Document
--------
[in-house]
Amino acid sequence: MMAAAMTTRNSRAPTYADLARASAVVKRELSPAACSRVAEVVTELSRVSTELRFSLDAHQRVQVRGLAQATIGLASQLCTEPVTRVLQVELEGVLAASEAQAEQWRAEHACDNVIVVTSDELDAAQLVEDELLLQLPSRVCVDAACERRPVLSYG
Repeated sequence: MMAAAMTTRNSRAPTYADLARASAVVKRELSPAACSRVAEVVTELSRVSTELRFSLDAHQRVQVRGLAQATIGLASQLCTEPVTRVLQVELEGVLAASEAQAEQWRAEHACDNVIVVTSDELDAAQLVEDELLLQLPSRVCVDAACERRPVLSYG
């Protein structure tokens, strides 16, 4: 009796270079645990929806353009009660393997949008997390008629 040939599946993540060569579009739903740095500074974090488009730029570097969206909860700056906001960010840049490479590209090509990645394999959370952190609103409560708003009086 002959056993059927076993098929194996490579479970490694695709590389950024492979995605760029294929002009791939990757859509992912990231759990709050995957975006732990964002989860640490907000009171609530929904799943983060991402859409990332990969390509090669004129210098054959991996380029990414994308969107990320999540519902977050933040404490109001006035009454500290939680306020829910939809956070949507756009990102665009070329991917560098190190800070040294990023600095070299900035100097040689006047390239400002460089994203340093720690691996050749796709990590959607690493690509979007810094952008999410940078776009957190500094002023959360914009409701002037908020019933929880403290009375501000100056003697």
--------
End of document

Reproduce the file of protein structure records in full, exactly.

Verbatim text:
[in-house]
Amino acid sequence: MMAAAMTTRNSRAPTYADLARASAVVKRELSPAACSRVAEVVTELSRVSTELRFSLDAHQRVQVRGLAQATIGLASQLCTEPVTRVLQVELEGVLAASEAQAEQWRAEHACDNVIVVTSDELDAAQLVEDELLLQLPSRVCVDAACERRPVLSYG
Repeated sequence: MMAAAMTTRNSRAPTYADLARASAVVKRELSPAACSRVAEVVTELSRVSTELRFSLDAHQRVQVRGLAQATIGLASQLCTEPVTRVLQVELEGVLAASEAQAEQWRAEHACDNVIVVTSDELDAAQLVEDELLLQLPSRVCVDAACERRPVLSYG
């Protein structure tokens, strides 16, 4: 009796270079645990929806353009009660393997949008997390008629 040939599946993540060569579009739903740095500074974090488009730029570097969206909860700056906001960010840049490479590209090509990645394999959370952190609103409560708003009086 002959056993059927076993098929194996490579479970490694695709590389950024492979995605760029294929002009791939990757859509992912990231759990709050995957975006732990964002989860640490907000009171609530929904799943983060991402859409990332990969390509090669004129210098054959991996380029990414994308969107990320999540519902977050933040404490109001006035009454500290939680306020829910939809956070949507756009990102665009070329991917560098190190800070040294990023600095070299900035100097040689006047390239400002460089994203340093720690691996050749796709990590959607690493690509979007810094952008999410940078776009957190500094002023959360914009409701002037908020019933929880403290009375501000100056003697």